Peter Rhodes on counting bugs, in-your-face cops and an epitaph for garden centres
Read the latest column from Peter Rhodes.
We’re expecting a warm, sunny weekend. Social-distancing? Not a hope. Watch out, watch out, the loonies will be out.
Have we all spotted the weak link in the social-distance rules, as enforced by cops stopping drivers? It is the first instinct of every traffic officer to lean into the driver’s compartment and take a deep, booze-detecting sniff. Great for nabbing drunk-drivers, not so hot for halting a virus.
Meanwhile, as the statistics grow more depressing, you may get the impression that we have never faced so many sudden deaths in so short a time. In December 1952 a four-day smog in London killed up to 12,000 people (nobody knows the exact figure) and made 100,000 seriously ill. Somehow, they coped and carried on.
Coronavirus is the kiss of death for thousands of garden centres. With customers in lock-down, many centres are facing bankruptcy. Back in 1751, In his Elegy Written in a Country Churchyard, Thomas Gray wrote what could be the epitaph for this gentlest of industries: “Full many a flower is born to blush unseen, / And waste its sweetness on the desert air.”
Hindsight department. Let us suppose that five years ago the Government had acted on every warning about possible disasters, from pandemics to tsunamis and prepared for the worst by filling massive warehouses with £100 million worth of sterile dressings, face masks, protective clothing and suchlike. And let us assume all this kit was stamped with an expiry date of, say, April 2020. Imagine the outraged headlines we would see, with the media snarling:“Whitehall wasted £100 million on a disaster that never happened.” If this pandemic is proving anything it is that the most vital piece of equipment is neither hospital beds nor ventilators but an endless supply of really reliable crystal balls.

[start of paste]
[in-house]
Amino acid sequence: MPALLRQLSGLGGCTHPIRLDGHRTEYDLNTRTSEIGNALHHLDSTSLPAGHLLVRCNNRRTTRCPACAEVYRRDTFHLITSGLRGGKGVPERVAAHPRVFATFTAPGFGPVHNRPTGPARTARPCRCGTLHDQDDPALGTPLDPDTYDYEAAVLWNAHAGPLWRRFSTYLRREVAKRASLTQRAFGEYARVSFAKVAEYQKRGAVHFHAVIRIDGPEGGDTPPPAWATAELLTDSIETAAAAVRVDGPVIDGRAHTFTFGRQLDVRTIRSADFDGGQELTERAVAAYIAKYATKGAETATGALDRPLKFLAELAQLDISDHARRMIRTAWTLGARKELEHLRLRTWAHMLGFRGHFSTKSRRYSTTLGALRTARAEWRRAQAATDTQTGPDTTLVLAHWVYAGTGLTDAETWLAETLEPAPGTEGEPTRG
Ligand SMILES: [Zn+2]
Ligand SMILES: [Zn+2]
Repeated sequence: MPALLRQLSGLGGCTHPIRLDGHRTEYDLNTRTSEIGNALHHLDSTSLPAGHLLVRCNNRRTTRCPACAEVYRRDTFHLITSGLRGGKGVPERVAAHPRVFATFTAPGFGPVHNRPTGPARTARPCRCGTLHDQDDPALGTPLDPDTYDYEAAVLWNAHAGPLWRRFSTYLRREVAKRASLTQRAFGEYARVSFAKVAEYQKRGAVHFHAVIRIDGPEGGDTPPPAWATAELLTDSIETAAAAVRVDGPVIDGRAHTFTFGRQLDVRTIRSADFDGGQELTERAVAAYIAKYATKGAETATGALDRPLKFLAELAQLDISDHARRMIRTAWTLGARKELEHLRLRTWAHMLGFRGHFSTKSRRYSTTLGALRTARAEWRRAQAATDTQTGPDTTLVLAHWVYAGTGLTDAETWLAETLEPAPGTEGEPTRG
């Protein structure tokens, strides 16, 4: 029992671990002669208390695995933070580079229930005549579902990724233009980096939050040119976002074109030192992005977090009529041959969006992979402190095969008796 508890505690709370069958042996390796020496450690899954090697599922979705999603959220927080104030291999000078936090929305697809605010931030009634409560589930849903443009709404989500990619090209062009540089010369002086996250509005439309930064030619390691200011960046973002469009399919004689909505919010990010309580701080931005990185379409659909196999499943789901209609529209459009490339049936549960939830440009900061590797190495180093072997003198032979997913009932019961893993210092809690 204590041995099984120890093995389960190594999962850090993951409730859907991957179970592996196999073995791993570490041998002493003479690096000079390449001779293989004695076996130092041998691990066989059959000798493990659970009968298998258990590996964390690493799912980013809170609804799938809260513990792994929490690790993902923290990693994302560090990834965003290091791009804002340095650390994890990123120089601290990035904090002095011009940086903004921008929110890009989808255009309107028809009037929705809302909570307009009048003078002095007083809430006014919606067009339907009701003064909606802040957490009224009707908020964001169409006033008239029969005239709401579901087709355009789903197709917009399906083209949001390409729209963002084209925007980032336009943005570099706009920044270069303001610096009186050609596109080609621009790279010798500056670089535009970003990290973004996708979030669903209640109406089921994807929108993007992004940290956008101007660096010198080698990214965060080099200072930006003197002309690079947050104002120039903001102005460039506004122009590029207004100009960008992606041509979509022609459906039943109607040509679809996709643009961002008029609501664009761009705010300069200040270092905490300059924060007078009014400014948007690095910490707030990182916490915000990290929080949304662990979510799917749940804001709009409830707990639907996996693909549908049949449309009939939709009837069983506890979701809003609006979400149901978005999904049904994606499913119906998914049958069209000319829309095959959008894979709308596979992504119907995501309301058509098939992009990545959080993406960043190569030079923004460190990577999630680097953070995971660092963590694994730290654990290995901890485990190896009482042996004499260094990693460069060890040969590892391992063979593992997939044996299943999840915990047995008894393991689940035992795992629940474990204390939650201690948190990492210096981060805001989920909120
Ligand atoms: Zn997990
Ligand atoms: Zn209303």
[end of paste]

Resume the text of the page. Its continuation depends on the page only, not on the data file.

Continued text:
In the meantime, how much notice should anyone take of expiry dates on medical equipment? When I joined the Territorial Army in 1976 I was issued with a shell dressing. It was dated 1944.
After my item on conducting an official census of the woodlice in my garden shed, a reader writes excitedly to say he has found a butterfly sleeping in his bathroom. I can only urge you not to start a butterfly census. Woodlice are simple, solid little chaps. Show them a census form and they will co-operate, even if they don’t know exactly how to spell their name (it is Armadillidium vulgare). The same cannot be said for butterflies who are self-obsessed and frivolous, eat your cabbages and show no respect for anybody with a clipboard.
I suspect even the Almighty realised butterflies were going to be nothing but trouble which may explain that, while He created 160,000 species of moths, He gave up on butterflies after only 17,500 species. I know, I should get out more.